First, I own a few Jetson products. I have a few Nanos and they are great for the price, but as I am using python and tensorflow, it takes a TON of RAM and starts a lot of processes (duplicating the RAM usage). Not sure what is going on, but that is a tensorflow problem, not an Nvidia problem. I bought this unit to run many AI models in parallel, and with the memory issues I needed a lot of RAM. If you have low memory usage and are not training models with the device, go with one of the cheaper Jetsons. The Nano is a great value and does AI prediction extremely well. I am using a tornado server and am evaluating three networks in less than 50ms.

    I am not a typical use case for this device. I wouldn’t say this is a bad buy, but unless you need the RAM, go with the lower models which are amazing for the price. Train your models on a 2070 or higher (if you want speed of the tensor cores).

    UPDATE: I am now running a docker swarm with the Nanos and the Xavier. I got the RAM under control and my findings are this: for simple AI prediction I am getting about 2x the performance of the Nanos and double the RAM usage (as TF starts processes by core count and this is 8 vs 4 on Nano). For my small neural networks, this is overkill. I still think this is an amazing device, I just don’t require the power at this time. This unit does get very warm. Also, it does NOT auto power on when you have an electrical event. There is a way to jumper some pins to get it to auto power on but I haven’t done it yet. If you are training networks or doing video AI this is the Jetson for you. If you are doing less frequent prediction and don’t need the RAM, get the NX.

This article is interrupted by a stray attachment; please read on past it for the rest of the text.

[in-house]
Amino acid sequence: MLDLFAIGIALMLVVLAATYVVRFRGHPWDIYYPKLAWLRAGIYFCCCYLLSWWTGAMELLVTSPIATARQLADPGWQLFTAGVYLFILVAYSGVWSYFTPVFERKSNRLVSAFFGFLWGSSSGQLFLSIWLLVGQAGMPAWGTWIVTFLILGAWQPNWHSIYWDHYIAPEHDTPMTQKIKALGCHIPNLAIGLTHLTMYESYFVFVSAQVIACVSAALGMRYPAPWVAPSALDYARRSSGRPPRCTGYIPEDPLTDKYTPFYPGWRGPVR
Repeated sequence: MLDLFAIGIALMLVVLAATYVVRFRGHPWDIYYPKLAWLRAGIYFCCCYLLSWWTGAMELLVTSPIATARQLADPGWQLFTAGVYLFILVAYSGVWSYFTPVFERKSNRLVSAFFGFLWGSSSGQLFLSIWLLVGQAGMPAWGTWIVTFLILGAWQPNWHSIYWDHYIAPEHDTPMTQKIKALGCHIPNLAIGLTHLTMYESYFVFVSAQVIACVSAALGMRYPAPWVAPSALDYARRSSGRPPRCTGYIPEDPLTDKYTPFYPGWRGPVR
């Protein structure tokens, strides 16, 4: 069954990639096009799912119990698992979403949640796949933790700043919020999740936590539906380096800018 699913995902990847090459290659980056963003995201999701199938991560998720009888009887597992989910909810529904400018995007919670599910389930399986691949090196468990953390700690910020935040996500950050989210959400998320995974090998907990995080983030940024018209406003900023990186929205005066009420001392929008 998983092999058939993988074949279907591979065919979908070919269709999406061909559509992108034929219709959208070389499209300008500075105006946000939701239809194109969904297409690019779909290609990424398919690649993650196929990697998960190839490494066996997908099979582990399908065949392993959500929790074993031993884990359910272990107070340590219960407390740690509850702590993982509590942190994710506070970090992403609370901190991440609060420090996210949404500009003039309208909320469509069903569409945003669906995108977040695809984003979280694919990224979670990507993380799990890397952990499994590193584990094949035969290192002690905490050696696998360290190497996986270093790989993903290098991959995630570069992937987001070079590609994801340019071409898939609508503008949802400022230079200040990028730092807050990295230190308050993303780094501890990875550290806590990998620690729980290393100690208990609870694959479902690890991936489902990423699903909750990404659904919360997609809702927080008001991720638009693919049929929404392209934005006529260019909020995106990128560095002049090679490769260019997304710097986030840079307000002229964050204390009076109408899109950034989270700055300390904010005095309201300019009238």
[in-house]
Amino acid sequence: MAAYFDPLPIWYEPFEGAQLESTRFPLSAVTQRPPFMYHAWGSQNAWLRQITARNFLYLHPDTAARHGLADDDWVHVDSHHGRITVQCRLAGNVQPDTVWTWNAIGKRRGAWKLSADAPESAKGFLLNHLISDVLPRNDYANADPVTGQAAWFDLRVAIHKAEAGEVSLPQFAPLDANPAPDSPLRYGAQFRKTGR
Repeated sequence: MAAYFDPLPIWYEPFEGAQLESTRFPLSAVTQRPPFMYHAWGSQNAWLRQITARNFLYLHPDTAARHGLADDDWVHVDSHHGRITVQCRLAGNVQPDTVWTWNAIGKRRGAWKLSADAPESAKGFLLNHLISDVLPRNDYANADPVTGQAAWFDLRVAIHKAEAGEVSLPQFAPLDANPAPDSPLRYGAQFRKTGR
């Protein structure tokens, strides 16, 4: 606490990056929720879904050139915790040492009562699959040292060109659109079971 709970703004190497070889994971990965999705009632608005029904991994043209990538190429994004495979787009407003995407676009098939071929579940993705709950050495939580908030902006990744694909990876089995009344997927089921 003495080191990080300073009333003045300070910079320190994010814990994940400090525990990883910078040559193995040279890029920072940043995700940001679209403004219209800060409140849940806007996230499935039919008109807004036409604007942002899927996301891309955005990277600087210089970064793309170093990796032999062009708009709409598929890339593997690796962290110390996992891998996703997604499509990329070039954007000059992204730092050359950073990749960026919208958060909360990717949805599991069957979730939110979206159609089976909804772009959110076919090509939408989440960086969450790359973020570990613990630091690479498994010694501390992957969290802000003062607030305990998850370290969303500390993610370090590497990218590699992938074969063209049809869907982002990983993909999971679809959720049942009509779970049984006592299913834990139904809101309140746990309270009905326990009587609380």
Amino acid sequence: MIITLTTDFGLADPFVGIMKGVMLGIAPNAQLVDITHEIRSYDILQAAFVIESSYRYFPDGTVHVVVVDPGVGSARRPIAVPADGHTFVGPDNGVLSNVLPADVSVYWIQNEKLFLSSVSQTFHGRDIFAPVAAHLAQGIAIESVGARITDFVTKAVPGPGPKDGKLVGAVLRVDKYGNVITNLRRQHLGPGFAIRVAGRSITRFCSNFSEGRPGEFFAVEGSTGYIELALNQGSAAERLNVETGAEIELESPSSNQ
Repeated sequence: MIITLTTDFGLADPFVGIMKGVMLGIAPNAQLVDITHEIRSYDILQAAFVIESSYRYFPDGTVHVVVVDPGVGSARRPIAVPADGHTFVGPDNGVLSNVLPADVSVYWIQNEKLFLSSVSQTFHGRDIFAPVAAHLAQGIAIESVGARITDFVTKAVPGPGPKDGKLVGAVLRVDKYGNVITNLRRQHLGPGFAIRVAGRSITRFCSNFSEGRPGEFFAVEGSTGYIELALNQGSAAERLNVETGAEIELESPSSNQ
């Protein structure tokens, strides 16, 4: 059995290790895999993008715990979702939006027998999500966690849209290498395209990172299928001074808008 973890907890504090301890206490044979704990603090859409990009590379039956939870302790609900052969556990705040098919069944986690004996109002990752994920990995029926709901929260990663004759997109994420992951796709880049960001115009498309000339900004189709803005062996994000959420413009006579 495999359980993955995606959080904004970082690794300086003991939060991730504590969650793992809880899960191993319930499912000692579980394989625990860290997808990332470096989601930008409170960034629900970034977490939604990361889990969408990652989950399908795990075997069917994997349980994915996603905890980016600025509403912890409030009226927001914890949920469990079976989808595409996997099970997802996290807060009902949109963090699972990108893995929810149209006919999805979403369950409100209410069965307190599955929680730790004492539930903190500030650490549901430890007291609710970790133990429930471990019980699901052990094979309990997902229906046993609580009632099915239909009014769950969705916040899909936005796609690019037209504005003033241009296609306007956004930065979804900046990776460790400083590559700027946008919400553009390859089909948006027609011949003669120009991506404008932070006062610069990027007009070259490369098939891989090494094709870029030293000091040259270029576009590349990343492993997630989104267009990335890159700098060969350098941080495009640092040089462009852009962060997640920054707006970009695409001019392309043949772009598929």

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  4. npupyshev